But some of the health care workers among those first in line to receive a vaccine under the state’s plan are still hesitant to do so, said Heidi Lucas, the state director for the Missouri Nurses Association.
While it’s improved, some nurses are still nervous about being the “guinea pigs,” and MONA is working on surveying its members to better understand where their fears are coming from.
“We really need the nurses to be confident in taking it so that the general public will feel confident in taking it as well,” Lucas said, later adding, “If we politicize the vaccine like we politicized masks, we are in massive trouble.”
In St. Louis, Angela Clabon already hears the hesitation among Black residents when it comes to taking a COVID vaccine.
Among the questions she’s heard: How would the vaccine affect someone who is diabetic or has high blood pressure? Should they be worried that clinical trials struggled to recruit Black participants? Is taking the vaccine another step for experimentation?
Clabon, the CEO of CareSTL Health, a Federally Qualified Health Center that provides affordable health care to underserved groups throughout St. Louis, said there needed to be a special emphasis on vaccinating health care workers that work with Black residents.
She fears that if there’s a shortage, Blacks and other underserved groups may not be prioritized in the way they should.
“I think that our community may be left out,” Clabon said. “If they hit the essential workers and the hospital systems, it may not get to poor people in the way that it should.”
While overall confidence in a vaccine has risen to 60 percent, in a recent Pew Research Center survey Black Americans were the least likely to say they’d get a vaccine, compared with other racial groups. Only 42 percent of those surveyed said they would definitely or probably get a vaccine.
And they continue to be one of the groups disproportionately affected by the virus’ spread, in part, due to disparities in access to health care, jobs as essential workers on the front lines and more. Across the country, Black and Latino Americans are nearly three times more likely than white Americans to die from the novel coronavirus.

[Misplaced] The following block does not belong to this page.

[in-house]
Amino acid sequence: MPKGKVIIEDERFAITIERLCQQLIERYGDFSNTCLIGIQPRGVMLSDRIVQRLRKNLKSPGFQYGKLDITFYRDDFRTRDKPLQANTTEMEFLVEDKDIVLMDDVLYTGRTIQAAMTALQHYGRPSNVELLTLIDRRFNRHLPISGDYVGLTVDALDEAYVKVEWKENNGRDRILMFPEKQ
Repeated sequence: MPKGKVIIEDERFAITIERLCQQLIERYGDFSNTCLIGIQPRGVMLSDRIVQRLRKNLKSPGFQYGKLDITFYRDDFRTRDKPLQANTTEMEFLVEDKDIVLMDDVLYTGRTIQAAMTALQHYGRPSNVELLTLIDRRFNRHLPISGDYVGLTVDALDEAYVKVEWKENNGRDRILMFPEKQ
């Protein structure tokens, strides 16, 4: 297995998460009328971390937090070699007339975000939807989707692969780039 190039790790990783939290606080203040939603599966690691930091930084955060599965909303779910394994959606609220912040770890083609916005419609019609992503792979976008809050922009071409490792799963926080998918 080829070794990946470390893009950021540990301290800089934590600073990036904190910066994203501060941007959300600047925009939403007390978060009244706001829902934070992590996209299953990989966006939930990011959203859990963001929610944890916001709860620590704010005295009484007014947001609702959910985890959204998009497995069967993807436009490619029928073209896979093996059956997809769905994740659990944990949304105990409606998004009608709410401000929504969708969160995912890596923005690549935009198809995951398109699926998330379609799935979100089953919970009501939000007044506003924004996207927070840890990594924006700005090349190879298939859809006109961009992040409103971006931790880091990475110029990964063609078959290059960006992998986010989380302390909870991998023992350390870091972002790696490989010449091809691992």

In addition to the current toll the virus has taken, the state will have to overcome trauma from past medical abuses, such as the Tuskegee Study, in which roughly 600 Black men in Alabama were studied to understand the progression of syphilis. Participants were not told of the study’s true aims, and those with syphilis were not informed of their diagnosis and were left untreated.
“These fears — some of it is historical — but some of it, too, is just based on people’s even current day experiences,” said Jannette Berkley-Patton, a professor at UMKC School of Medicine’s Department of Biomedical and Health Informatics, “because we know that for many African Americans, studies have shown they don’t receive quality care.”
Ultimately, to convince someone to receive a vaccine requires understanding their motivations for getting one. For some, it may be to get back to work. And for others, “getting the vaccine for vaccine’s sake” may not be enough, Luisi, the MU assistant professor, said.
Sometimes it takes the power of the personal. Luisi’s own grandmother lived through World War II when polio was emerging and at the time there was no treatment. Her grandmother can’t remember a time this bad since then.
“She said she can’t wait to be one of the first people in line — 80-plus-year octogenarian — be in line for a vaccine,” Luisi said. “And that, to me, is inspiring.”
Read the full article at the Missouri Independent.